For months, Town of Tonawanda police have said the proof that former Kenmore East High School Principal LuAnn E. Ostanski stole money from her school was in the photos.
Wednesday, the reason they said that became as clear as the photos themselves.
Shortly after Ostanski pleaded guilty to a reduced charge and agreed to pay a fine, Town of Tonawanda police granted The Buffalo News' long-standing request to release the photos that sealed the case against her.
The first photo shows Ostanski in a black hoodie, with latex gloves on her hands, reaching into a white envelope pulled from the school safe.
In the next picture, taken a minute and 13 seconds later, she is seen in profile, reaching into a cash bag.
"The evidence was overwhelming. Without those photos, we would have had nothing," said Detective Lt. James S. Szabo. "They were what got the ball rolling."
Ostanski pleaded guilty Wednesday to attempted petit larceny, a misdemeanor, and was sentenced to a conditional discharge, which requires that she continue receiving counseling, and a $500 fine.
A somber Ostanski, her eyes downcast for most of the proceeding, offered brief, often barely audible answers to the judge's routine questions.
Her attorney, Kevin W. Spitler, appealed to the judge for leniency, citing her long career as a teacher and school administrator and her lack of a criminal record.
Ostanski, 54, has already paid for her crimes, Spitler said.
"She has suffered greatly. She's embarrassed for her husband, her children," the defense attorney said. "She lost a good-paying job. She's going to lose her certification as a school administrator. She has suffered terrible public ridicule."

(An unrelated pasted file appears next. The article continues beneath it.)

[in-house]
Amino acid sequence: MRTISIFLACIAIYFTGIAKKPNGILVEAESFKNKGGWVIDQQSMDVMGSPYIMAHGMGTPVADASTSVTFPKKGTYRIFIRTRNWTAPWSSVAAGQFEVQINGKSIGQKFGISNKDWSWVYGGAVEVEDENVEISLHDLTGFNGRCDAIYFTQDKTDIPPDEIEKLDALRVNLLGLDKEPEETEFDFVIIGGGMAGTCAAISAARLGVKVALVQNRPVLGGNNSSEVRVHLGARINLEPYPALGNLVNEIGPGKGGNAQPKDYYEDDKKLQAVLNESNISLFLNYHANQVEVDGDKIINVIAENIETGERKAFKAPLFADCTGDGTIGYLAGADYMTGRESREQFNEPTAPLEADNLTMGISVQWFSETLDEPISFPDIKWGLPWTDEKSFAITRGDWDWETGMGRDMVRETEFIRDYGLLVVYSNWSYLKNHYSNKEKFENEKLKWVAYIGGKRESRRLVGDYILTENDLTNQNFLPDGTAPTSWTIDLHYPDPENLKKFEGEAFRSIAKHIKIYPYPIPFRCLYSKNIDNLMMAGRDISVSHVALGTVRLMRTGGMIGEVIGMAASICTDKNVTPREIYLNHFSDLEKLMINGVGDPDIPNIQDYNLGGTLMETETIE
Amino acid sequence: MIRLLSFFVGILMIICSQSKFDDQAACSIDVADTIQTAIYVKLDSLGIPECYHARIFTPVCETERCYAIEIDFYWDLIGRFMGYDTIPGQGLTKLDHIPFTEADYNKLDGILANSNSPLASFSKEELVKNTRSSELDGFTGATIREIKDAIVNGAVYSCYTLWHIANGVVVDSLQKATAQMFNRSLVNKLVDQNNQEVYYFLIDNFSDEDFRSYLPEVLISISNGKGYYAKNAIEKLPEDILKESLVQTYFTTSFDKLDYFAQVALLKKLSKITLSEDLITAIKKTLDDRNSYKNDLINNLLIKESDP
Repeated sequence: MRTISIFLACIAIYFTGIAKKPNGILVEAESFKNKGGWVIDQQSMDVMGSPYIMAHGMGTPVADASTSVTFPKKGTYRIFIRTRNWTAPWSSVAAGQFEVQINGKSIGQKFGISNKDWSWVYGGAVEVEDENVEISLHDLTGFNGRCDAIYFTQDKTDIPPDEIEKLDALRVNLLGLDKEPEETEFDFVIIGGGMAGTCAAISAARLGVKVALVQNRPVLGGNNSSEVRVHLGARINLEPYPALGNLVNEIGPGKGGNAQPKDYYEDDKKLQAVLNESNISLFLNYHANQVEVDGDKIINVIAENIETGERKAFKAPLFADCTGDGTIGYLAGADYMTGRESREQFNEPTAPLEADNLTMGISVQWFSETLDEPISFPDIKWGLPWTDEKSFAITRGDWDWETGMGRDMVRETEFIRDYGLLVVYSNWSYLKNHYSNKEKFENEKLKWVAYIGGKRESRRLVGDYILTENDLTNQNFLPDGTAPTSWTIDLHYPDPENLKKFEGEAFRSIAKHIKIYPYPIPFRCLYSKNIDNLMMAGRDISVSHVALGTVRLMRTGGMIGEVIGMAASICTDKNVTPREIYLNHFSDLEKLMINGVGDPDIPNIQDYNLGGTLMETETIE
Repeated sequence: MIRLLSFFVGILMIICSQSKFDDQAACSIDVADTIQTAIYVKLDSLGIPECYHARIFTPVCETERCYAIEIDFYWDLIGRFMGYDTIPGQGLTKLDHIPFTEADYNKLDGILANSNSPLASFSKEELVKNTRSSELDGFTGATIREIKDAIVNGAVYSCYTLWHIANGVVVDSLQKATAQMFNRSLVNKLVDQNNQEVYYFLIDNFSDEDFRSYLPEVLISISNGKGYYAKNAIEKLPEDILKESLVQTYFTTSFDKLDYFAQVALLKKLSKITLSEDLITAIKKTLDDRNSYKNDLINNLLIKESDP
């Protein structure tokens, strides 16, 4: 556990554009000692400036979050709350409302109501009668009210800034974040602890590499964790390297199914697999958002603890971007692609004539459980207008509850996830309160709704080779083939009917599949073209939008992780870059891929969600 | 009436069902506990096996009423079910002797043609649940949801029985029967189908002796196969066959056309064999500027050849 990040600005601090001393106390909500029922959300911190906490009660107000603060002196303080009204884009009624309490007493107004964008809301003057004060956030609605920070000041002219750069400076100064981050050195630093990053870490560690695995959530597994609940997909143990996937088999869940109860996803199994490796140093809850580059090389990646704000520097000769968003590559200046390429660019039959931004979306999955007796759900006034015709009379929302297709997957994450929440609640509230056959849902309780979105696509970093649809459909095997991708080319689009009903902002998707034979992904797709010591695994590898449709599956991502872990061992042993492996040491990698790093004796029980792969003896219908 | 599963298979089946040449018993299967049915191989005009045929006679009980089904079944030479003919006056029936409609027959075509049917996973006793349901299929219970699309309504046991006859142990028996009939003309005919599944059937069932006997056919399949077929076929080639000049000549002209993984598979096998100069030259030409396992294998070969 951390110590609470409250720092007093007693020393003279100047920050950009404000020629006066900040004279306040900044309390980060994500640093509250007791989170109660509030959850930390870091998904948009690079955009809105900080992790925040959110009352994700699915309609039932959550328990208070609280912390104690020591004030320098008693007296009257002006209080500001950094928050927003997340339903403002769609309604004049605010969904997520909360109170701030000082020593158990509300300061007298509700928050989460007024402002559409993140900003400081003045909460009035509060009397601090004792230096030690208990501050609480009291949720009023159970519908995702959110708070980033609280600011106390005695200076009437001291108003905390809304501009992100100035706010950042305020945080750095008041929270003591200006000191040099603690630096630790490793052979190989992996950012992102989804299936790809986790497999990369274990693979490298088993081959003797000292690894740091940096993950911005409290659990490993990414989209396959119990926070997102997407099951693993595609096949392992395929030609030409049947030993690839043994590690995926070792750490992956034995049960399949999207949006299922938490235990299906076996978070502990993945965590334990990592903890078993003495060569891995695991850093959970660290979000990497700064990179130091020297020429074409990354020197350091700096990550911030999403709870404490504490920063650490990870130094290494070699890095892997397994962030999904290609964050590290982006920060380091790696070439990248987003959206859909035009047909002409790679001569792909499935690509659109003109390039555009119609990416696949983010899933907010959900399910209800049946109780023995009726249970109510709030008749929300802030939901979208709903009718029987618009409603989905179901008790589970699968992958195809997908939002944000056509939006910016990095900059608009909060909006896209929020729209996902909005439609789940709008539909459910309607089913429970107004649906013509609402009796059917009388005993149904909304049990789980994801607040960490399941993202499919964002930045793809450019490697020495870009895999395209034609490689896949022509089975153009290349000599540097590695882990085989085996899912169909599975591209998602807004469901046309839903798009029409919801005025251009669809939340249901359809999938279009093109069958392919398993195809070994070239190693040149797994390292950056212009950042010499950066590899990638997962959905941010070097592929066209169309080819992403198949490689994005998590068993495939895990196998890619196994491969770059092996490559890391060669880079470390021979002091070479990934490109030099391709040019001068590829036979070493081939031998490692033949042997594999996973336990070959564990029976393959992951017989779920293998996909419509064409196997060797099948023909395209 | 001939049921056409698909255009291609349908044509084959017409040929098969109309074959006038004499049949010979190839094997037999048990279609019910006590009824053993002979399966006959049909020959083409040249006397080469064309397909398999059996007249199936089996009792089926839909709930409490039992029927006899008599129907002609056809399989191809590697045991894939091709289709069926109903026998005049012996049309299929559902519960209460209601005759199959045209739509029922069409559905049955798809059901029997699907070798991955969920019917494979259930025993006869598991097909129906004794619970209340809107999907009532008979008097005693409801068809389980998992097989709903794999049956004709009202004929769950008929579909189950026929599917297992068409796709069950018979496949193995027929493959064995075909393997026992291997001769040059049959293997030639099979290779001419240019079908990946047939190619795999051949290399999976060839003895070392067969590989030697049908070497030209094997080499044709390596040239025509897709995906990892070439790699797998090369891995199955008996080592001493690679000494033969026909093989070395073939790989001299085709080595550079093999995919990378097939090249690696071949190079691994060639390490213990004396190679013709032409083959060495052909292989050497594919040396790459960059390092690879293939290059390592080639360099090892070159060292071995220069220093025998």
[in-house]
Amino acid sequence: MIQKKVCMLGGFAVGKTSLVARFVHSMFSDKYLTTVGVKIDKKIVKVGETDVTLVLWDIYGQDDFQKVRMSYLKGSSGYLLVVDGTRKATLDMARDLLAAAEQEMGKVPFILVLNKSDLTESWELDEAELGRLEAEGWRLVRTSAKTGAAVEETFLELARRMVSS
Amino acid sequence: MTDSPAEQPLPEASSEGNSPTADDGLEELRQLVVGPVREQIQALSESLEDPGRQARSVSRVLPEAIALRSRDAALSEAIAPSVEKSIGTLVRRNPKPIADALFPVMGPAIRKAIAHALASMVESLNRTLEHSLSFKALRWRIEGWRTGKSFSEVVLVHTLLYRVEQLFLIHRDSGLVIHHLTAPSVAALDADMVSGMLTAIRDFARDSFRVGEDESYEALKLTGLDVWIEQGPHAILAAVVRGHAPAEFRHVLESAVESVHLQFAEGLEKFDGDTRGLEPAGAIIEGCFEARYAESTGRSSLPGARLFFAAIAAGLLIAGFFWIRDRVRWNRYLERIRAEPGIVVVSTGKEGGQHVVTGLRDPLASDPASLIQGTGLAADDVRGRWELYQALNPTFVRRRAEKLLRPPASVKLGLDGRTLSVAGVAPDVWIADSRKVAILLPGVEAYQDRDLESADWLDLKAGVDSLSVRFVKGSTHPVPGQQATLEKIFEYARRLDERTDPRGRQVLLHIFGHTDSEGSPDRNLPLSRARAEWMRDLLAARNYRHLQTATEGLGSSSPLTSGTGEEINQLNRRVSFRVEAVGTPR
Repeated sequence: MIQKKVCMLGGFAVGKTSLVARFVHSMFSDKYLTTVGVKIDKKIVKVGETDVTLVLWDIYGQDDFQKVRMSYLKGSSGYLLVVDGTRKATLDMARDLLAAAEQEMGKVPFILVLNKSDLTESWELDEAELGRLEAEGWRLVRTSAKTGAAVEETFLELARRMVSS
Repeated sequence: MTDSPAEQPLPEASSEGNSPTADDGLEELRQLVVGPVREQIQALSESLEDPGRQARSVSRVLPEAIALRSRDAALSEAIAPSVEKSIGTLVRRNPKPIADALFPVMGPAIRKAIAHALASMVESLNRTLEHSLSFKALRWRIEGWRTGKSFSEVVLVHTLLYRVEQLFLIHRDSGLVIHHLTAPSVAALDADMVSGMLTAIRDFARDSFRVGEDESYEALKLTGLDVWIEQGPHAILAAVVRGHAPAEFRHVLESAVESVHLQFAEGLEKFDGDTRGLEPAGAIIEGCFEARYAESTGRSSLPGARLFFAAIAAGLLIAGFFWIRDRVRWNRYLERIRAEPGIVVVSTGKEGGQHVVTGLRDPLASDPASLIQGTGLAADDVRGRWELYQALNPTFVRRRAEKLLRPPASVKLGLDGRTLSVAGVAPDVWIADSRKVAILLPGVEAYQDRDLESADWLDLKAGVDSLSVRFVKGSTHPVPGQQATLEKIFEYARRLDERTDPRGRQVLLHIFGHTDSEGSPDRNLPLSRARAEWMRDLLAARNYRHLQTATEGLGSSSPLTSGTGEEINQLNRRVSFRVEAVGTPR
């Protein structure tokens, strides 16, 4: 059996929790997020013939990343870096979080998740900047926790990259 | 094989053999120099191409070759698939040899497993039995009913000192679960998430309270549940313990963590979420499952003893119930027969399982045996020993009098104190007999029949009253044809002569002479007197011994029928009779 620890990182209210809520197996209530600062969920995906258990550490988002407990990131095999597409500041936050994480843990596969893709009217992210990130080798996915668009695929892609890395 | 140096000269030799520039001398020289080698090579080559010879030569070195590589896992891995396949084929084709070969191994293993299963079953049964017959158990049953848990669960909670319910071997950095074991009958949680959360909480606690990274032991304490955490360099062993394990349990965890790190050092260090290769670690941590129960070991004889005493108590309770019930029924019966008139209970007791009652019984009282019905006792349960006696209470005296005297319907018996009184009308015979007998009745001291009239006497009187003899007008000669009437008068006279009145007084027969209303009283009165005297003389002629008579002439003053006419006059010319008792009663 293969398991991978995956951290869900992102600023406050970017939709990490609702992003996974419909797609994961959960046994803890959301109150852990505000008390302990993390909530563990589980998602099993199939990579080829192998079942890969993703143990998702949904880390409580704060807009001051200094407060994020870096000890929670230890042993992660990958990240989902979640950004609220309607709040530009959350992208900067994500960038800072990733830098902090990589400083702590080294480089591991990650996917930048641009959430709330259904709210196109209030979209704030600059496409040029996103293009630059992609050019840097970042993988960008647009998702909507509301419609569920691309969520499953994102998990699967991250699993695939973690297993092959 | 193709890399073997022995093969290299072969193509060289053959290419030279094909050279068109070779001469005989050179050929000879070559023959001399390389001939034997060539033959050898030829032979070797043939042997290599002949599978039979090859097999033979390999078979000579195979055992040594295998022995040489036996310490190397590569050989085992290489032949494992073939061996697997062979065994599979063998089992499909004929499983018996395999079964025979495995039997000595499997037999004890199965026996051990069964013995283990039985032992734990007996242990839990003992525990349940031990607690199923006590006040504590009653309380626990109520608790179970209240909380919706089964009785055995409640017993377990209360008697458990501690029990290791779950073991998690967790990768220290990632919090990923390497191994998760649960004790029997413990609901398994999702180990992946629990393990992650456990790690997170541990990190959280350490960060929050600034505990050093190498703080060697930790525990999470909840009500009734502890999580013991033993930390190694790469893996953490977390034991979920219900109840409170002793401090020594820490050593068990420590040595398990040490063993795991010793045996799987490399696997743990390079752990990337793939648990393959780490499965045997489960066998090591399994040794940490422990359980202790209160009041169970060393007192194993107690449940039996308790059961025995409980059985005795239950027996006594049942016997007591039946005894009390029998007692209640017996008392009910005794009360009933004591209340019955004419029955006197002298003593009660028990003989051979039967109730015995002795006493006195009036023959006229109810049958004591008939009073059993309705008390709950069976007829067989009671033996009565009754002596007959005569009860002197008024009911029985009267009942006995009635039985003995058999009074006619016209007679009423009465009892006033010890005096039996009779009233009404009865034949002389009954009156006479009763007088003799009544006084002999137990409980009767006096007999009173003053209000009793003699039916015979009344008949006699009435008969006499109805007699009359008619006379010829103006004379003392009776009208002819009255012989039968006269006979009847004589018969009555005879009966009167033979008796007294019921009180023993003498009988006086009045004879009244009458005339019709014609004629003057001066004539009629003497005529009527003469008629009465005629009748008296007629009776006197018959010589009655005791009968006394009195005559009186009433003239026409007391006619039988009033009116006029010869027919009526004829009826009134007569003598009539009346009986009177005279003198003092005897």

Prosecutor Michael Drmacich, in outlining to the judge the reasons for the plea deal, noted Ostanski's clean criminal record and her confession. But other factors were important, too, he said.
"This is kind of a unique situation," he said. "She was in a position of public trust, being a school principal. And she did violate that trust by attempting to steal money from the fund-raising efforts of the kids at the school."
Ostanski's arrest followed two years of rumors that money was disappearing from the school safe.
"There had been a few reports over the years," Szabo said. "Nothing was ever substantiated because the principal didn't want to pursue it."
Suspicion hovered over one employee, the only person believed to have a key to access the cash in the safe. Fearing she would be blamed for something she didn't do, the employee -- who has never been identified by police or school officials -- planted a digital camera inside a notebook in the main office, focused on the safe.
The camera, the type used by hunters to locate animals, snapped scores of pictures over a number of days. The last weekend in March, two frames clearly captured Ostanski.
Unaware of the camera, Ostanski reported to the school resource officer that $160 was missing from the safe. The case was turned over to detectives, who had the incriminating photos in hand before they talked to the principal.
During the first interview, in her office at the school, Ostanski denied knowing anything about how the money disappeared.
In the next interview, at Police Headquarters on Sheridan Drive, she once again denied knowing anything.
That's when detectives showed her the two pictures.
Immediately, Ostanski confessed. She admitted taking money from the safe half a dozen times over two years but said she took no more than $1,000 total. Within a week, she repaid the money and resigned as Kenmore East principal.
She was charged with petit larceny and criminal possession of stolen property for having unauthorized keys to the safe.
Her attorney had asked for a court hearing Wednesday, when he planned to ask Town Justice J. Mark Gruber to suppress Ostanski's confession, as well as the photographs. Minutes before the hearing was scheduled to begin, a TV in the courtroom was set up to play a DVD of her 15-minute confession.
But that DVD never played; last-minute negotiations with the prosecutor resulted in a plea deal.